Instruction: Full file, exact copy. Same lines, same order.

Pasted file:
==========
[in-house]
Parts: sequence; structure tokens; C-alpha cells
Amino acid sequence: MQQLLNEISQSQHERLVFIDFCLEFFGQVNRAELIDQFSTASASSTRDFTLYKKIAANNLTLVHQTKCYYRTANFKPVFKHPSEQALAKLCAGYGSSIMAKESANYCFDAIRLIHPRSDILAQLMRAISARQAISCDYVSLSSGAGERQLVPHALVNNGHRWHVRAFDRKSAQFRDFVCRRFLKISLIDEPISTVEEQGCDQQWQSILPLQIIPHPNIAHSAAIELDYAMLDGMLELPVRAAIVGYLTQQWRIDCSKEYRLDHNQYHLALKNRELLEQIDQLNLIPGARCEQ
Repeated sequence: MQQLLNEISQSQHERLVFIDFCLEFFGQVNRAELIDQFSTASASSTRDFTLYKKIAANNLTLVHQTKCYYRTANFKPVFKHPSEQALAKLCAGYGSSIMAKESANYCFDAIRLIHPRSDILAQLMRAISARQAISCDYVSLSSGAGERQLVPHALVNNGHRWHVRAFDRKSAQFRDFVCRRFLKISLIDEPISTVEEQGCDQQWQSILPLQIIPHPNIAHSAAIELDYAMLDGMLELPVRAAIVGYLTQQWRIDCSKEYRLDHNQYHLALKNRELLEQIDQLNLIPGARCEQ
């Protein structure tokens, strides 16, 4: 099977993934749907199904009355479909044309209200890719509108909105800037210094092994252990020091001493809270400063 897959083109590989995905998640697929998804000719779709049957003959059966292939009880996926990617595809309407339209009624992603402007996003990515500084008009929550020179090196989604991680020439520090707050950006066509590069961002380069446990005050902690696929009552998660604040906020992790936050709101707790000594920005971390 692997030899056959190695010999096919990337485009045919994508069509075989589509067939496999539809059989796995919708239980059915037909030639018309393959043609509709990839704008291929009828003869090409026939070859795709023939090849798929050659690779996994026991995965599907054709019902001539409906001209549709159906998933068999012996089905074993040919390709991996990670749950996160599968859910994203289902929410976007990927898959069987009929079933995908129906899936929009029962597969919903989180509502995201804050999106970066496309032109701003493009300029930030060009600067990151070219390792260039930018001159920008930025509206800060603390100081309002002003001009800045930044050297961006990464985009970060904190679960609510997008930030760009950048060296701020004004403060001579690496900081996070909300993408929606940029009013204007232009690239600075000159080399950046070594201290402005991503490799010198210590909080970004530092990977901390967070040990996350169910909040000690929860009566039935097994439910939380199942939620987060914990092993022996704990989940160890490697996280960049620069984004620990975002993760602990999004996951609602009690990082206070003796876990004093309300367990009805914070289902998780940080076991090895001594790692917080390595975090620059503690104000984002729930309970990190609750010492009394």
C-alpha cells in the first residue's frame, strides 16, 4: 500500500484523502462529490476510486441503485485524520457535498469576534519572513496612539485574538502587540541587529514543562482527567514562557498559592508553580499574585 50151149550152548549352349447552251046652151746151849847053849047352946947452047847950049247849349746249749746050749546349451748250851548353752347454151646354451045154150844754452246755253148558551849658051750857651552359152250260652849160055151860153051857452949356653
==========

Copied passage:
[in-house]
Parts: sequence; structure tokens; C-alpha cells
Amino acid sequence: MQQLLNEISQSQHERLVFIDFCLEFFGQVNRAELIDQFSTASASSTRDFTLYKKIAANNLTLVHQTKCYYRTANFKPVFKHPSEQALAKLCAGYGSSIMAKESANYCFDAIRLIHPRSDILAQLMRAISARQAISCDYVSLSSGAGERQLVPHALVNNGHRWHVRAFDRKSAQFRDFVCRRFLKISLIDEPISTVEEQGCDQQWQSILPLQIIPHPNIAHSAAIELDYAMLDGMLELPVRAAIVGYLTQQWRIDCSKEYRLDHNQYHLALKNRELLEQIDQLNLIPGARCEQ
Repeated sequence: MQQLLNEISQSQHERLVFIDFCLEFFGQVNRAELIDQFSTASASSTRDFTLYKKIAANNLTLVHQTKCYYRTANFKPVFKHPSEQALAKLCAGYGSSIMAKESANYCFDAIRLIHPRSDILAQLMRAISARQAISCDYVSLSSGAGERQLVPHALVNNGHRWHVRAFDRKSAQFRDFVCRRFLKISLIDEPISTVEEQGCDQQWQSILPLQIIPHPNIAHSAAIELDYAMLDGMLELPVRAAIVGYLTQQWRIDCSKEYRLDHNQYHLALKNRELLEQIDQLNLIPGARCEQ
């Protein structure tokens, strides 16, 4: 099977993934749907199904009355479909044309209200890719509108909105800037210094092994252990020091001493809270400063 897959083109590989995905998640697929998804000719779709049957003959059966292939009880996926990617595809309407339209009624992603402007996003990515500084008009929550020179090196989604991680020439520090707050950006066509590069961002380069446990005050902690696929009552998660604040906020992790936050709101707790000594920005971390 692997030899056959190695010999096919990337485009045919994508069509075989589509067939496999539809059989796995919708239980059915037909030639018309393959043609509709990839704008291929009828003869090409026939070859795709023939090849798929050659690779996994026991995965599907054709019902001539409906001209549709159906998933068999012996089905074993040919390709991996990670749950996160599968859910994203289902929410976007990927898959069987009929079933995908129906899936929009029962597969919903989180509502995201804050999106970066496309032109701003493009300029930030060009600067990151070219390792260039930018001159920008930025509206800060603390100081309002002003001009800045930044050297961006990464985009970060904190679960609510997008930030760009950048060296701020004004403060001579690496900081996070909300993408929606940029009013204007232009690239600075000159080399950046070594201290402005991503490799010198210590909080970004530092990977901390967070040990996350169910909040000690929860009566039935097994439910939380199942939620987060914990092993022996704990989940160890490697996280960049620069984004620990975002993760602990999004996951609602009690990082206070003796876990004093309300367990009805914070289902998780940080076991090895001594790692917080390595975090620059503690104000984002729930309970990190609750010492009394």
C-alpha cells in the first residue's frame, strides 16, 4: 500500500484523502462529490476510486441503485485524520457535498469576534519572513496612539485574538502587540541587529514543562482527567514562557498559592508553580499574585 50151149550152548549352349447552251046652151746151849847053849047352946947452047847950049247849349746249749746050749546349451748250851548353752347454151646354451045154150844754452246755253148558551849658051750857651552359152250260652849160055151860153051857452949356653